Yep it’s Sultai, sorry. However, Sultai is taking on new levels and to that end the portions of each card have evolved. Originally, we were drawing it up like this:
Since then the metagame has begun becoming more established. On the ladder you’ll find loads of Mono Red again, which seems to be the gold standard whenever a format is in turmoil. On the tournament scene you’ll find plenty of Mardu Winota, Mono Green, Temur Ultimatum/Elementals, and the occasional Yorion control list. However, I would tell you to mostly be prepared to face the mirror.
In my extensive testing I have found the mirror to mostly be about getting ahead and staying ahead. To that end controlling the state of the game through discard and planeswalkers is paramount. So now we are seeing lists playing more planeswalkers and upping the discard count as well. Let’s look at one of my more current lists and discuss some of the changes more closely.
First up we have dropped the Cultivate count to one copy. This is surprisingly important because in a mana heavy deck such as Sultai. It can be important that all your live draws (Non-Land Draws) are action spells. While the first copy can still be sweet to have on Turn three, we almost never want to draw a second copy. Maybe if we weren’t already playing 28 lands, we would rely on this effect to be able to cast our spells.
Generally speaking, we do not want to keep hands with less than three lands or more than 5. Either we flood out or get stuck on average. With Uro, Titan of Nature’s Wrath being the real focus of our deck the higher land count gives us the ramp we need to play abusive larger spells. When Cultivates are removed our basic land count can also go down. This allows us to play lands with functions like Castle Vantress. A Scry two in a deck that worry’s about bad land proportions can be immensely important.
Heartless Act is a card that has disappeared from the deck entirely from Version One to Version Two. What we have seen is a better use out of Extinction Event for dealing with these larger threats. Meanwhile Eliminate gets around pesky creatures with counters and the troublesome Narset, Parter of Veils. Narset can be a game ender if not answered.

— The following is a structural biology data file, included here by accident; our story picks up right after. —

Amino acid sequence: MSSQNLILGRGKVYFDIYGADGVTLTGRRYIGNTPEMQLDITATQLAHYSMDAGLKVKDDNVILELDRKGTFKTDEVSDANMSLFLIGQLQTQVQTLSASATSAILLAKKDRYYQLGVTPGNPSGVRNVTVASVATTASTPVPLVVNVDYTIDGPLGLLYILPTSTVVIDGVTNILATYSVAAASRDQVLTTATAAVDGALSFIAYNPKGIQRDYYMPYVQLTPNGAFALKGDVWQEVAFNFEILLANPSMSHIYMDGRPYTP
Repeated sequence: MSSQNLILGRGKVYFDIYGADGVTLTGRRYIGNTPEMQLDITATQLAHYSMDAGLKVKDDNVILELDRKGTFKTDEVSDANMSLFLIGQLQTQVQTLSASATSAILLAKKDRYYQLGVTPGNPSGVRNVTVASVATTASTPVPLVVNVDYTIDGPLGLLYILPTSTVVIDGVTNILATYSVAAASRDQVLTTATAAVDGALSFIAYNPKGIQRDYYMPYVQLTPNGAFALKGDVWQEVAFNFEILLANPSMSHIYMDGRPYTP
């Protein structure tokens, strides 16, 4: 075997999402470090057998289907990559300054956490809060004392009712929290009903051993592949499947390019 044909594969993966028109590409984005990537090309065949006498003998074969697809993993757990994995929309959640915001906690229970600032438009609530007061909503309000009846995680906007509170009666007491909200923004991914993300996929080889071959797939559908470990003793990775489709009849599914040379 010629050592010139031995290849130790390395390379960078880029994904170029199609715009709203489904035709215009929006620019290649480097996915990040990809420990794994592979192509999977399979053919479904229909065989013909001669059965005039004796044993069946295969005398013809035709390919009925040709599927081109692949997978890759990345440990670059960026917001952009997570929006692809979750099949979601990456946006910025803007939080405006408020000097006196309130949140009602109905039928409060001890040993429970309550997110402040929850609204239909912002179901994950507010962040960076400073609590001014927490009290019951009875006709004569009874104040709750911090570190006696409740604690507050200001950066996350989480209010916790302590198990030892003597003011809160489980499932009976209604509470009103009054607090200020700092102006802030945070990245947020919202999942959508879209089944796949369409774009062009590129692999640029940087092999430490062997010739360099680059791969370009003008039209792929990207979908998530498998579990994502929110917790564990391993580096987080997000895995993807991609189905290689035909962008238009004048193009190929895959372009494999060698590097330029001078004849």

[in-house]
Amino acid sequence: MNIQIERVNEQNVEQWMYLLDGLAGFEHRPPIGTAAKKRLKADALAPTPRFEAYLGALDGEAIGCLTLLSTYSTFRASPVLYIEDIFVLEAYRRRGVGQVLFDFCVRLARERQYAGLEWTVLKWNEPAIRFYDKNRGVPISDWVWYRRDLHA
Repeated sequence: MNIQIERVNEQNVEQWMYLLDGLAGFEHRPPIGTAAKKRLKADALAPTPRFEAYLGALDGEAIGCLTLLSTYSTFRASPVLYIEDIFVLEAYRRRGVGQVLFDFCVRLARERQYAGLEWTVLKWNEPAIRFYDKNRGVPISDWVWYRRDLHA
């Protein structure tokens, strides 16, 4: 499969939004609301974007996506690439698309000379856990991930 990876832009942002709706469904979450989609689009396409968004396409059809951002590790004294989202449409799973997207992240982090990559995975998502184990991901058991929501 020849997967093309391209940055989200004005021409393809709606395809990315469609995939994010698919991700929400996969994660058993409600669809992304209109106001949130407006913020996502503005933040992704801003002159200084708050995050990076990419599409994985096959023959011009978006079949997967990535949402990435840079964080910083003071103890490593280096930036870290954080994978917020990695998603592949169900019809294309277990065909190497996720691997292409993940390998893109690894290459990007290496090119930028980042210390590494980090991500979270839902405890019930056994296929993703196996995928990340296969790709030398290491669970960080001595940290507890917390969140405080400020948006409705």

Hydroid Krasis is easily one of those cards that can put a game away. While many worried about drawing too many in the early game and keeping the count at three copies. We are finding that more and more it’s the card you want to be top decking in the games that go long. Its also nice to have a built-in draw engine and threat two in one in a format full of planeswalkers. If the opponent is still stuck on Heartless Act its also very weak to big Hydroid Krasis’s.
Ugin is another card that has disappeared from the deck. With Casualties of War and Nissa being in all the mirror matches. Ugin is simply not a good fit for the deck at the moment. Surprisingly its best purpose is for defeating many of the aggressive matchups. Even though its an 8-mana spell and often cannot be summoned before a victory or defeat scenario is already determined. Many are still playing one copy, but for me it’s a slam dunk at zero copies for now.
Teferi, Master of Time is the newer addition that’s really been catching on with most pilots. I’m still torn on whether two copies or three is the right number, but I’m 100% convinced of its inclusion in the deck. It churns through the additional land draws and gets you to your answers at alarming speed. Feeding Uro all the while and then threatening a typically lethal double Time Walk ultimate. As I’m writing this, I’m already thinking I better make it three copies lol.
Last of all is the sideboard. Aggressive decks trying to go under Sultai have popped up in abundance. To adapt I have added in two copies of Disfigure, but also on the high end of the curve three copies of Enter the God-Eternals. Enter would be an excellent main deck choice if Sultai wasn’t the most played deck because self-milling into Uro is fantastic. Disfigure is that one-mana spell you often need in important spots but also great for dealing with Seasoned Hallowblade and the pesky Indestructible mechanic.
Just as I was saying at the start of this article. The mirror match is one in which the main deck is already mostly prepared to battle, but the addition of two more discard spells can make for all the difference in these fights. The life loss from Agonizing Remorse is no big deal in a mirror, but exiling a Uro can make all the difference. The other nice function is when you slam a Nissa with five mana out, you can untap a Triome or Overgrown Tomb. Attack for three first because it has vigilance and then use Agonizing Remorse off the land thanks to Nissa. A combo play like this can prevent a Casualties of War follow-up to Nissa which is usually game breaking.
I’ll be piloting this deck for the next few events on Arena. Hopefully it can get me another trophy in some of the bigger up coming events and will treat you just as nicely. Thanks for reading as always and see you next time!